From smart refrigerators to door locks you control with your phone, virtually every aspect of our lives has gone digital. Our healthcare is no exception. Medical devices such as insulin pumps and implantable cardiac pacemakers are going “online” which means that just like computers and their networks, these devices can be vulnerable to security breaches.
Medicare Advantage plans, with their reduced or free premiums and low out of pocket costs, have been a great help to many people. According to new data, the Advantage program looks ready to have another positive year of growth in 2018.
Cardiovascular disease accounts for approximately 800,000 deaths per year in the United States or one out of every three deaths. Coronary heart disease accounts for the majority of cardiovascular disease deaths, followed by stroke and heart failure. Although deaths due to heart disease have declined over the past 10 years, it remains the leading cause of death in the US.
With the debate over the ACA and healthcare reform raging in Washington, it seems like the only headlines made by the Federal healthcare structure these days are negative. However, a new study shows reasons to be positive about some of the changes that have been made in the Medicaid system.
When it’s time to pick a family doctor, sorting out all the deciding factors can be confusing. What does your family need? If you want a doctor who can see both yourself and your children, do you need a physician who specializes in family medicine? Or is an internist the right fit for your household? What even is the difference?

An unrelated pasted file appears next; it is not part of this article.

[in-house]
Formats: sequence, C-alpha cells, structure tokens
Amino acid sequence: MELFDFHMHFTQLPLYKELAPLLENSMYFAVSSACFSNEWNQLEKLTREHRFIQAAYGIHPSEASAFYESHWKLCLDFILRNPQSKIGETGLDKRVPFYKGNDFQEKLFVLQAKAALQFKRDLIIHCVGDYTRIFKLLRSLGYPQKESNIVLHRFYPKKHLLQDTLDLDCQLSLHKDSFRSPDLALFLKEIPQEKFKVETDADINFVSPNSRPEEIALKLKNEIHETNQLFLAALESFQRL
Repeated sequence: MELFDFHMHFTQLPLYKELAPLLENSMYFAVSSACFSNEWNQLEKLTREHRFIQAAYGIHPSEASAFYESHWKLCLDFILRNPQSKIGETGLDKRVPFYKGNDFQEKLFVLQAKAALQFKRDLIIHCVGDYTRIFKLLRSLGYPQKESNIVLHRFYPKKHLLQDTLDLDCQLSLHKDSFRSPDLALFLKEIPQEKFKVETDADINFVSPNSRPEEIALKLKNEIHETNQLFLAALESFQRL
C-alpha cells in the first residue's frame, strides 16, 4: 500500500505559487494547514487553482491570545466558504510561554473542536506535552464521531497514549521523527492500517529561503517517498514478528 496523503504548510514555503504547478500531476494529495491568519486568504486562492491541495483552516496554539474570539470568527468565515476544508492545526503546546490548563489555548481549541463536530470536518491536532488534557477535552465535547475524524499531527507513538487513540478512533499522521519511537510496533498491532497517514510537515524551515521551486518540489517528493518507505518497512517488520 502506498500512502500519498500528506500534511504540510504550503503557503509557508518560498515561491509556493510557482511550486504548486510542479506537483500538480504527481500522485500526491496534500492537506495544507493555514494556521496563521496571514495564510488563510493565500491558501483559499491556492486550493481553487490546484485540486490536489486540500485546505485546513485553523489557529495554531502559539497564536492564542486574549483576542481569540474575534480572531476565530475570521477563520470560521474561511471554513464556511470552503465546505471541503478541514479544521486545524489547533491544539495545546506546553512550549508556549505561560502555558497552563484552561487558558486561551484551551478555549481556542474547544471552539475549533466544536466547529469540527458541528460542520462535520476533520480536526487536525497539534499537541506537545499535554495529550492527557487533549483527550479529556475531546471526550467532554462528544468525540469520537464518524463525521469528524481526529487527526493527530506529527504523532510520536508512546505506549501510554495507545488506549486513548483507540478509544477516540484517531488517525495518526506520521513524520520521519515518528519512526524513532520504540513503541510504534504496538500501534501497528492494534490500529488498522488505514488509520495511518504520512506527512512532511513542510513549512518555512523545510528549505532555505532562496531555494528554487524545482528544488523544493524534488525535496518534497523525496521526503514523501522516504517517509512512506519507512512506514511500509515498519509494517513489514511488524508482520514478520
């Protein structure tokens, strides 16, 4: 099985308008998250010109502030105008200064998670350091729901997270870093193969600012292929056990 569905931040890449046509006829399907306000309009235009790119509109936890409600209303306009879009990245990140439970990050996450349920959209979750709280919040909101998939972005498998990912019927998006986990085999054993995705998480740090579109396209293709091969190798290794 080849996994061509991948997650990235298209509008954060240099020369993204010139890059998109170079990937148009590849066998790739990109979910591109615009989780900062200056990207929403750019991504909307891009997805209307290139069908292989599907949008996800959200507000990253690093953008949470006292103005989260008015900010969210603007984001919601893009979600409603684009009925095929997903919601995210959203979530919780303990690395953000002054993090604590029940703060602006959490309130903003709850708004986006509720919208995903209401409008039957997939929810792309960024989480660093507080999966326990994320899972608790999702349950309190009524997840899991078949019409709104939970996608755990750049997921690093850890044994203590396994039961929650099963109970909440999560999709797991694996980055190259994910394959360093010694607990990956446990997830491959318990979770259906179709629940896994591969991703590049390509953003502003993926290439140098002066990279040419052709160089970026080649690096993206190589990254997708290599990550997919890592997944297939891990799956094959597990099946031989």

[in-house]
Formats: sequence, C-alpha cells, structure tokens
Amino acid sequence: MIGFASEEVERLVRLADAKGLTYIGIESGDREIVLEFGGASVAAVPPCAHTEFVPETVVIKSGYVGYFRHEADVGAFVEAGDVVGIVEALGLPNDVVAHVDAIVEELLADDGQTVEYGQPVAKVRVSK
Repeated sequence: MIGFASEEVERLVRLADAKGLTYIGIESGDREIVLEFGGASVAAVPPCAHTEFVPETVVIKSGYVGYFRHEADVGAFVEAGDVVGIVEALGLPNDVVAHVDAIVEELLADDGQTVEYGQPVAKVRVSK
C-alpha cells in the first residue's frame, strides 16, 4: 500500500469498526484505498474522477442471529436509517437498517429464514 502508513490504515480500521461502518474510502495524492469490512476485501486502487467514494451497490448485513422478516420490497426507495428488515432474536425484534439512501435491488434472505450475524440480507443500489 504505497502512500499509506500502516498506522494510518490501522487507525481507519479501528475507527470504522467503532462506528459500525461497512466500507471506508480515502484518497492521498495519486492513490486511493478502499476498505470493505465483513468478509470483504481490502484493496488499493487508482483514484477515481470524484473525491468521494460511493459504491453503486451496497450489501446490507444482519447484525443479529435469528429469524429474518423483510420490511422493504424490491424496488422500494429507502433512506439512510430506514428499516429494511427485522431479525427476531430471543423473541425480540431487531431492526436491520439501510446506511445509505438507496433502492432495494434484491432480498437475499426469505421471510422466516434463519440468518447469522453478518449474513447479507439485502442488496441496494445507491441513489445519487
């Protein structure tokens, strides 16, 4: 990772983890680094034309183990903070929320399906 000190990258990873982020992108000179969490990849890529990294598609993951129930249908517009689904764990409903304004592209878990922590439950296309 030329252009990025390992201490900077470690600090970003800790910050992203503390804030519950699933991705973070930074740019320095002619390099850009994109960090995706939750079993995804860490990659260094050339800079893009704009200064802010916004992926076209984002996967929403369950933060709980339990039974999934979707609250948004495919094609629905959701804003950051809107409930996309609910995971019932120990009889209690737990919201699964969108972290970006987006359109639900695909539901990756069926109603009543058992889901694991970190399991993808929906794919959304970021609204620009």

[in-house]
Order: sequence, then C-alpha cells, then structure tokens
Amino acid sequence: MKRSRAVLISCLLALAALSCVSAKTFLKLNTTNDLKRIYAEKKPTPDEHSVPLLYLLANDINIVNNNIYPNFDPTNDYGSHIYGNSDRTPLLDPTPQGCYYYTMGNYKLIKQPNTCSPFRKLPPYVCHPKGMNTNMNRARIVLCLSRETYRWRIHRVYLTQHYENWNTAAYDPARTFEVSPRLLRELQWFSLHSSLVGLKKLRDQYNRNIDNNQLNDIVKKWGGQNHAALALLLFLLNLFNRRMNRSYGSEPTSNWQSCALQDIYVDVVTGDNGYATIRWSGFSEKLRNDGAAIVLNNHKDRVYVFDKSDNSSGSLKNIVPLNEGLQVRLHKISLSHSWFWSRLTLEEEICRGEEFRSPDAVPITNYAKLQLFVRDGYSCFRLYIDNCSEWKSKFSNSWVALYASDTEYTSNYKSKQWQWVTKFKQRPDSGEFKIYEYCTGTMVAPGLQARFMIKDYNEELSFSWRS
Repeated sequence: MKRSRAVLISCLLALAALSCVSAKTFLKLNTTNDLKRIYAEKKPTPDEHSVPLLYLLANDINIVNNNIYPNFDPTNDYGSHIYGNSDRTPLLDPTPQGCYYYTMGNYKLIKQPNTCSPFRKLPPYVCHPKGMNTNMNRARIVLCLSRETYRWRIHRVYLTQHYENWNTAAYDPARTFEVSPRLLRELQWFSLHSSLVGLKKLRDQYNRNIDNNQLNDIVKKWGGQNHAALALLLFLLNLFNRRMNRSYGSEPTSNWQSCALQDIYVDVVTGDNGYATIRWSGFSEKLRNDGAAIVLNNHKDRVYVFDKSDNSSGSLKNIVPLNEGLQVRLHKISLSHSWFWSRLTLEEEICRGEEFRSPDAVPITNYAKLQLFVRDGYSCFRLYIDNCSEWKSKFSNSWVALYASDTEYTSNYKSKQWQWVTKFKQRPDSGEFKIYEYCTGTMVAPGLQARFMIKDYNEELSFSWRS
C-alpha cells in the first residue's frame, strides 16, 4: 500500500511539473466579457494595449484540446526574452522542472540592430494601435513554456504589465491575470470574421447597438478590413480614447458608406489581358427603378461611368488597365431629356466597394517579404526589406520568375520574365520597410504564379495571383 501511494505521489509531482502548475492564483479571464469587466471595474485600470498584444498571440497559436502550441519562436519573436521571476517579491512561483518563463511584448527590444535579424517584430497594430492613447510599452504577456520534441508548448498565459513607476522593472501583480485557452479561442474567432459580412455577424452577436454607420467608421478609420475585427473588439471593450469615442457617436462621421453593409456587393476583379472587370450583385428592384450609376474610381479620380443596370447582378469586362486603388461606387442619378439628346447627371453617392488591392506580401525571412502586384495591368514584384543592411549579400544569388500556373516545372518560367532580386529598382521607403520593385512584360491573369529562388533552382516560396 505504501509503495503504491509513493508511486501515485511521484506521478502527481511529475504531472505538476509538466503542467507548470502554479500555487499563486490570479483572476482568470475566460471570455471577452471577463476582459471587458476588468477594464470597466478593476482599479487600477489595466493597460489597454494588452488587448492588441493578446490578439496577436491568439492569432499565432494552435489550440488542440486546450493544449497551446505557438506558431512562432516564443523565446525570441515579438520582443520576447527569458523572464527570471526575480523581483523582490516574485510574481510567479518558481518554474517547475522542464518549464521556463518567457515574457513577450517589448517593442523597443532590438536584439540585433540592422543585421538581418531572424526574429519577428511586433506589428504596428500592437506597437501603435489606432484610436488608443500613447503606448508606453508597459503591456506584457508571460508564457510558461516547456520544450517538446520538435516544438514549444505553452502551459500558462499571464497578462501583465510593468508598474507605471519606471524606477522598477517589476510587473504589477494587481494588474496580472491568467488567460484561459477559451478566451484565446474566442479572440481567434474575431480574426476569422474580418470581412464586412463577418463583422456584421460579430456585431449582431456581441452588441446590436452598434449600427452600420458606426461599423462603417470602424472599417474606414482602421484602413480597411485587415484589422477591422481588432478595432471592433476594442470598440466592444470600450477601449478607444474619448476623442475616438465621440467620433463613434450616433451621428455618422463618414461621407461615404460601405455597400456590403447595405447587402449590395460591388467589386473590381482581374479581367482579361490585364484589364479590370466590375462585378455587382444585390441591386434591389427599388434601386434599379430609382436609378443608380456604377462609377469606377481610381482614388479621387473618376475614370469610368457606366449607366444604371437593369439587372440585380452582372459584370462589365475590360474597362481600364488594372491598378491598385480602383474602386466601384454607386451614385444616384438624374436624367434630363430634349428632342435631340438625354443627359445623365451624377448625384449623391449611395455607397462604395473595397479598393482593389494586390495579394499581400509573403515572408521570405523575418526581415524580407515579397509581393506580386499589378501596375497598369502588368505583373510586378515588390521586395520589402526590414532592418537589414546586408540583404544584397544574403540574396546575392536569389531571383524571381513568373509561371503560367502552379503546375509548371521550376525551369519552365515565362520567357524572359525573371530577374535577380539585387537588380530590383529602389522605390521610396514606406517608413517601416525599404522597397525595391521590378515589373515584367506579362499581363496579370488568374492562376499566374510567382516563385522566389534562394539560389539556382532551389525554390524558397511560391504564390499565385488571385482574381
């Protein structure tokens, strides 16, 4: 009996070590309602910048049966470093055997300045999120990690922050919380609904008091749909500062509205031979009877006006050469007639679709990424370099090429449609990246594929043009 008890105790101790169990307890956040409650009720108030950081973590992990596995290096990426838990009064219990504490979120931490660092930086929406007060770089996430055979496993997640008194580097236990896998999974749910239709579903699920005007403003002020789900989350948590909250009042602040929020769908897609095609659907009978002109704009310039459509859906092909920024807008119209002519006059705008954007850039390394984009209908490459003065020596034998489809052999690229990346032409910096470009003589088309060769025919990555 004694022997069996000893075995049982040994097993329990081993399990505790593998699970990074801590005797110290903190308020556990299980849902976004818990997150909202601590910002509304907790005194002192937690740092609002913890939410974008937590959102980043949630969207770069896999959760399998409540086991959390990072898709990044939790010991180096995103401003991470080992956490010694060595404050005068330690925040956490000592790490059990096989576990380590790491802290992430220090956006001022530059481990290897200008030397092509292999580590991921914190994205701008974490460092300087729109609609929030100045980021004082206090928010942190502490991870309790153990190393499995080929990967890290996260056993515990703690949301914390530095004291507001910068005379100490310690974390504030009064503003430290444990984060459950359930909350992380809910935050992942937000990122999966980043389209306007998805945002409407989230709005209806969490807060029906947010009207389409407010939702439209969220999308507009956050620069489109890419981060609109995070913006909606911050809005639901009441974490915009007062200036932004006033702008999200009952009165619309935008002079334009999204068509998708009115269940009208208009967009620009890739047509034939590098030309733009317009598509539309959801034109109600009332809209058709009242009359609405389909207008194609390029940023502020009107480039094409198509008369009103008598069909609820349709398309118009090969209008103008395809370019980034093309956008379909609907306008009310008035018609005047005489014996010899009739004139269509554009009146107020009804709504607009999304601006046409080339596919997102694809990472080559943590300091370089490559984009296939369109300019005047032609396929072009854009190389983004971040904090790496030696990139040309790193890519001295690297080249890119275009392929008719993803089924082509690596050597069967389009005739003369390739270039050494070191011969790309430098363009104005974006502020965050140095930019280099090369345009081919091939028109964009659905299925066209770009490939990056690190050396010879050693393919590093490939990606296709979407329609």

It’s a Sunday afternoon and your child has an alarmingly high fever. Or you have cut yourself preparing dinner and think you need stitches. Do you head to the ER? If you’re like an increasing majority of Americans, your next move is not the hospital, but to visit a walk-in urgent care clinic.
It’s a new year, and a great time to look at what challenges may lie ahead for medical professionals and practices in 2018. One thing is for certain, there will be uncertainty!
January 1, 2017 marked the beginning of the first performance year of the Quality Payment Program (QPP) created by the Medicare Access and CHIP Reauthorization Act or 2015 (MACRA). Beginning in 2019, the QPP will adjust payment rates for physicians and other eligible health care professionals for participation in 2017 under one of two payment tracks: One is a payment system with incentives or penalties for reporting and meeting certain quality measures, demonstrating use of a certified electronic health record and other measures through the Merit-Based Incentive Payment System (MIPS); alternately the provider may receive a 5 percent lump sum bonus payment if the physician has a threshold portion of their revenue, or patients in a qualifying Advanced Alternative Payment Model.
Happy holidays! Can you believe 2017 is almost over? It has certainly been an eventful year, on all fronts. Everyone knows there has been significant political upheaval around the globe and terrible natural disasters. The attention grabbing, negative headlines have, in many cases, overshadowed some great news in the medical world. 2017 has brought some exciting advances in clinical research and promising news of potential drug breakthroughs that could help people suffering ailments from migraines to cancer.
Health care reform. Is it ever going to happen? After a parade of disappointments in Congress, it may seem like nothing is really going to change. This summer saw four failed attempts to repeal the ACA. At one point, the Cassidy-Graham bill seemed to have a real chance of success. Then it ran into the same hurdles that have killed every other GOP health plan.